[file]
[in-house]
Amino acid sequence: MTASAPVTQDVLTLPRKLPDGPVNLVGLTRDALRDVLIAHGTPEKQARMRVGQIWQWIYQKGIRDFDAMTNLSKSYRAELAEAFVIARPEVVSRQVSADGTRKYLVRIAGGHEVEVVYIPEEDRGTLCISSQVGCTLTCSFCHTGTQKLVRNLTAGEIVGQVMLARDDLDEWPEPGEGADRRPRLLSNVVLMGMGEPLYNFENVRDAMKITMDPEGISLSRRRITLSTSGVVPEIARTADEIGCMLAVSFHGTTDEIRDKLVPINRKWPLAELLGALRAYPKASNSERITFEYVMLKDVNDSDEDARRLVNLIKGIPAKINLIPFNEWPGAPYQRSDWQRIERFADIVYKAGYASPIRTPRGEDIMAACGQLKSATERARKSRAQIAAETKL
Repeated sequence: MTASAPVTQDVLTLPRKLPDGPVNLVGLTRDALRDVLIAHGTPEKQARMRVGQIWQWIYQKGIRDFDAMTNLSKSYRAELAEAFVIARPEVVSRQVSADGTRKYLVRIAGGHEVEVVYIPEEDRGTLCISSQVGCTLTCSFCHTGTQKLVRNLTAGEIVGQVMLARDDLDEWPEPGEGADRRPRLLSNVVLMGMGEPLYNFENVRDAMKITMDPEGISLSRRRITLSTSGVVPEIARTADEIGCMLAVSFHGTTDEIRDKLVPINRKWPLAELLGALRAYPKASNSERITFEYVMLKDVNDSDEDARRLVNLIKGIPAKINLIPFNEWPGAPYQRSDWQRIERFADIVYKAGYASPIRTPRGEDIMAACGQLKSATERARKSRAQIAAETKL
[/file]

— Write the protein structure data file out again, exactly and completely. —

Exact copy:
[in-house]
Amino acid sequence: MTASAPVTQDVLTLPRKLPDGPVNLVGLTRDALRDVLIAHGTPEKQARMRVGQIWQWIYQKGIRDFDAMTNLSKSYRAELAEAFVIARPEVVSRQVSADGTRKYLVRIAGGHEVEVVYIPEEDRGTLCISSQVGCTLTCSFCHTGTQKLVRNLTAGEIVGQVMLARDDLDEWPEPGEGADRRPRLLSNVVLMGMGEPLYNFENVRDAMKITMDPEGISLSRRRITLSTSGVVPEIARTADEIGCMLAVSFHGTTDEIRDKLVPINRKWPLAELLGALRAYPKASNSERITFEYVMLKDVNDSDEDARRLVNLIKGIPAKINLIPFNEWPGAPYQRSDWQRIERFADIVYKAGYASPIRTPRGEDIMAACGQLKSATERARKSRAQIAAETKL
Repeated sequence: MTASAPVTQDVLTLPRKLPDGPVNLVGLTRDALRDVLIAHGTPEKQARMRVGQIWQWIYQKGIRDFDAMTNLSKSYRAELAEAFVIARPEVVSRQVSADGTRKYLVRIAGGHEVEVVYIPEEDRGTLCISSQVGCTLTCSFCHTGTQKLVRNLTAGEIVGQVMLARDDLDEWPEPGEGADRRPRLLSNVVLMGMGEPLYNFENVRDAMKITMDPEGISLSRRRITLSTSGVVPEIARTADEIGCMLAVSFHGTTDEIRDKLVPINRKWPLAELLGALRAYPKASNSERITFEYVMLKDVNDSDEDARRLVNLIKGIPAKINLIPFNEWPGAPYQRSDWQRIERFADIVYKAGYASPIRTPRGEDIMAACGQLKSATERARKSRAQIAAETKL